“I’m sorry. I said things that weren’t true. I let down my NBC colleagues and our viewers, and I’m determined to earn back their trust,” Brian Williams said this morning in a stunning apology that accompanied the network’s announcement he is returning to the air but not the NBC Nightly News anchor chair. “I will greatly miss working with the team on Nightly News, but I know the broadcast will be in excellent hands with Lester Holt as anchor. I will support him 100% as he has always supported me. I am grateful for the chance to return to covering the news. My new role will allow me to focus on important issues and events in our country and around the world, and I look forward to it.”
Brian Williams Assigned To MSNBC In Post-Suspension Return, Lester Holt Anchor of 'Nightly News'
In its press release this morning, NBC said Williams had been reassigned to MSNBC, Nightly News fill-in anchor Holt had been named anchor of Nightly, and Williams also will serve as a “breaking news anchor for NBC News live special reports when Holt is not available.”
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The network confirmed Williams, who’d barely been seen in public since stepping away from the anchor chair he’d held since 2004, had taped an interview with Today co-anchor Matt Lauer that would air tomorrow, answering the question as to how Williams would begin performing the stations of the cross before returning to air in mid-August. That interview will air on Today and on Nightly News tomorrow.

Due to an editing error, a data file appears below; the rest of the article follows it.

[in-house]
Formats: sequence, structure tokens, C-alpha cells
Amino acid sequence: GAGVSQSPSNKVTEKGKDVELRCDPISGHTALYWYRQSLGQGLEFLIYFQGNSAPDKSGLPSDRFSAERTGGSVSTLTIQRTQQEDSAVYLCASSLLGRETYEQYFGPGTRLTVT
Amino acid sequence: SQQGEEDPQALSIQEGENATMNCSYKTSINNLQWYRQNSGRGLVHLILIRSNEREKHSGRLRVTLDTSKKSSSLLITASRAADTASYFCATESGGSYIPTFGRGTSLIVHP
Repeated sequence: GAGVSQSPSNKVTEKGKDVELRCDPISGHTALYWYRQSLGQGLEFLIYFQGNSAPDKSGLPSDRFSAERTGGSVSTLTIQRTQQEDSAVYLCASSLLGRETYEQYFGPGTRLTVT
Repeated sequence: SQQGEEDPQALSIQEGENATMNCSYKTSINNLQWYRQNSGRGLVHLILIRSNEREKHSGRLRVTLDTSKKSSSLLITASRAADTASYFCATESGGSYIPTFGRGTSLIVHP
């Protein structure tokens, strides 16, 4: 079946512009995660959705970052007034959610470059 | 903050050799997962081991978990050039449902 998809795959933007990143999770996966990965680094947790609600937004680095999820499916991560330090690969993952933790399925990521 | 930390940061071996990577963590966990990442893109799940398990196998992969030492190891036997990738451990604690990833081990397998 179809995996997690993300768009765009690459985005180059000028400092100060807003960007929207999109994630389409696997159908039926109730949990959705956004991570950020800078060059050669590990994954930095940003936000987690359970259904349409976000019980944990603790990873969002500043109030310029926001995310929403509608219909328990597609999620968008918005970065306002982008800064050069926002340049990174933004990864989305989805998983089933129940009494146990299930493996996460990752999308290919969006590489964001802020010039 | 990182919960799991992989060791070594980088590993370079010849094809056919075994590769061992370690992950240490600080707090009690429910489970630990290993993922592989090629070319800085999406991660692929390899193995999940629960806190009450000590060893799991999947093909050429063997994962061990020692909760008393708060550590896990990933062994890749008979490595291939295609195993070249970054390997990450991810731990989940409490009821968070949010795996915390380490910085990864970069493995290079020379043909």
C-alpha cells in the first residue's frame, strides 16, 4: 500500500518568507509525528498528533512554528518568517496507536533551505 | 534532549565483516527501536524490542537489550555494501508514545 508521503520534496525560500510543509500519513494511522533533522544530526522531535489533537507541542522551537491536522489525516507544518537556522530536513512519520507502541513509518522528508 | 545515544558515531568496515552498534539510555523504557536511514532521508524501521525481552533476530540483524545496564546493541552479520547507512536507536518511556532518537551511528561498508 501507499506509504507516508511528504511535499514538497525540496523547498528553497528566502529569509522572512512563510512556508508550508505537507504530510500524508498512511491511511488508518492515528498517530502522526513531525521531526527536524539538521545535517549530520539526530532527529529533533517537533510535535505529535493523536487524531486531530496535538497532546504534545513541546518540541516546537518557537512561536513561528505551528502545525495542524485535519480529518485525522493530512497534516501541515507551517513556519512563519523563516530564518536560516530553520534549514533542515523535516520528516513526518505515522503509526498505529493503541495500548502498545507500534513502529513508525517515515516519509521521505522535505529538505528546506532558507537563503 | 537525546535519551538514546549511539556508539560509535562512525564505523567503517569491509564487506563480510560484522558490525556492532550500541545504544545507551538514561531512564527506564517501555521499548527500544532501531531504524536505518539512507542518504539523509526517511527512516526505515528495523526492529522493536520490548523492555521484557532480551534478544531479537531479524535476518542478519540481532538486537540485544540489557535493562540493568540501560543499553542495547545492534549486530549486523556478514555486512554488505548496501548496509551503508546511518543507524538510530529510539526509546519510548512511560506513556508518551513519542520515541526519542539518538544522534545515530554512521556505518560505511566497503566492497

This morning’s mea culpa stands in marked contrast to the “apology” Williams made on air back in early February.
In that statement he said he’d “made a mistake in recalling the incidents of 12 years ago” in an “effort to honor and thank a veteran who protected me and so many others after a ground-fire incident in the desert during the Iraq War invasion.” It did not play well with reporters covering the story and other industry observers.
NBCU suspended Williams for six months without pay back in February, for having falsely claimed in a recent Nightly News broadcast that he was riding in a military helicopter hit by a rocket-propelled grenade in Iraq in March 2003 – a claim Williams previously had made on Late Show With David Letterman. NBC News launched an investigation into allegations Williams might have misrepresented other location experiences while on assignment for the division.
NBCUniversal today referenced that review of Williams’ “significant reporting in the field and commentary related to that reporting on NBC News platforms and in other public appearances over a period of more than 10 years.” The review found Williams “made a number of inaccurate statements about his own role and experiences covering events in the field, the company said in the announcement.
”The statements in question did not for the most part occur on NBC News platforms or in the immediate aftermath of the news events, but rather on late-night programs and during public appearances, usually years after the news events in question,” the company said.
“Brian now has the chance to earn back everyone’s trust. His excellent work over twenty-two years at NBC News has earned him that opportunity,” NBC News chairman Andy Lack said this morning while NBCU CEO Steve Burke repeated what he’d said in February about believing in second chances, adding, ” I am hopeful that this new beginning will be good for Brian and the organization.”
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